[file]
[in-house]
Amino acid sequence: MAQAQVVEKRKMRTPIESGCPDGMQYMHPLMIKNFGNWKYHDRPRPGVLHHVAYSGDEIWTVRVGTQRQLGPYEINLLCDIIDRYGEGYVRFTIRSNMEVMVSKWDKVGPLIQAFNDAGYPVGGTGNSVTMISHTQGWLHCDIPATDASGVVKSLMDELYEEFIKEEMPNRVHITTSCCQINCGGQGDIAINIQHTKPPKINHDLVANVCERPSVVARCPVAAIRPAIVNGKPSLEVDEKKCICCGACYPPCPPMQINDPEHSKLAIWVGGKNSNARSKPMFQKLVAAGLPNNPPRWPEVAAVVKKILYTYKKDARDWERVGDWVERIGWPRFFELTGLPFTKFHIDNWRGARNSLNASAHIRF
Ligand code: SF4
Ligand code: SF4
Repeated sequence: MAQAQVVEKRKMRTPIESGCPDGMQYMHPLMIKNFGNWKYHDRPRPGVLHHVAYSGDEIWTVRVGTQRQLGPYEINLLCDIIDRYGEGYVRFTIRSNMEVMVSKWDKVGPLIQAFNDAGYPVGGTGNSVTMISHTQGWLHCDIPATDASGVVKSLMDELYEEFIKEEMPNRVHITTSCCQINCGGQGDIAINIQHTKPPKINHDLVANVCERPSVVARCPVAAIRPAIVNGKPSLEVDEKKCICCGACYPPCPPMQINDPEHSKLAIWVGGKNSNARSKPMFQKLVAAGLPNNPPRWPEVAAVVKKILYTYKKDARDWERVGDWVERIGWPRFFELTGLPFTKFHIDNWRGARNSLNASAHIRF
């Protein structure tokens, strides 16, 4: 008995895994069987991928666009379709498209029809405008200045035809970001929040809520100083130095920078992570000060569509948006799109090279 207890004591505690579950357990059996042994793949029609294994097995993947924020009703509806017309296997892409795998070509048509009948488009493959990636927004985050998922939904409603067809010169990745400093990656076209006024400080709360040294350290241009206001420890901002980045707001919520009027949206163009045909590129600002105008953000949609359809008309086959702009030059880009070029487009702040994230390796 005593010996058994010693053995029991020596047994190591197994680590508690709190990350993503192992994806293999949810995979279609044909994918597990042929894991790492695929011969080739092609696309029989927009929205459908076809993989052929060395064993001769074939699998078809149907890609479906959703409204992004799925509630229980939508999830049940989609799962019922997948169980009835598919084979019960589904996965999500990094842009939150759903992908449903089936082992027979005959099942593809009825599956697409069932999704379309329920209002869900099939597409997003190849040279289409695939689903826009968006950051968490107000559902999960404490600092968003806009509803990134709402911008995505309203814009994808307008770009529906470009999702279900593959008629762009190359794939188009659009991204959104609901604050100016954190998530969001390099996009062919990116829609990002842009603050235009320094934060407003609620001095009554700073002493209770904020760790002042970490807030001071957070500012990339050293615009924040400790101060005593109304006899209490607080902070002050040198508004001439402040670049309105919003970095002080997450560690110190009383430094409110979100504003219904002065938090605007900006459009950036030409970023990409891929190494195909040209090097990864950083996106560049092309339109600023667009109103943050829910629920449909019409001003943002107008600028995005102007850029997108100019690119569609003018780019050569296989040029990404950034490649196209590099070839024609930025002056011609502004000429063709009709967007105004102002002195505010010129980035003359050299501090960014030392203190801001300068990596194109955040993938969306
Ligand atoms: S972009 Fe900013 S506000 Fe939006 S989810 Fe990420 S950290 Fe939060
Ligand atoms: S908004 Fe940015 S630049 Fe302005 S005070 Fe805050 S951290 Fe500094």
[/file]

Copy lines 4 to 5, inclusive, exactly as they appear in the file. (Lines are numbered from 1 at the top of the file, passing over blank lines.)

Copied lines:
Ligand code: SF4
Repeated sequence: MAQAQVVEKRKMRTPIESGCPDGMQYMHPLMIKNFGNWKYHDRPRPGVLHHVAYSGDEIWTVRVGTQRQLGPYEINLLCDIIDRYGEGYVRFTIRSNMEVMVSKWDKVGPLIQAFNDAGYPVGGTGNSVTMISHTQGWLHCDIPATDASGVVKSLMDELYEEFIKEEMPNRVHITTSCCQINCGGQGDIAINIQHTKPPKINHDLVANVCERPSVVARCPVAAIRPAIVNGKPSLEVDEKKCICCGACYPPCPPMQINDPEHSKLAIWVGGKNSNARSKPMFQKLVAAGLPNNPPRWPEVAAVVKKILYTYKKDARDWERVGDWVERIGWPRFFELTGLPFTKFHIDNWRGARNSLNASAHIRF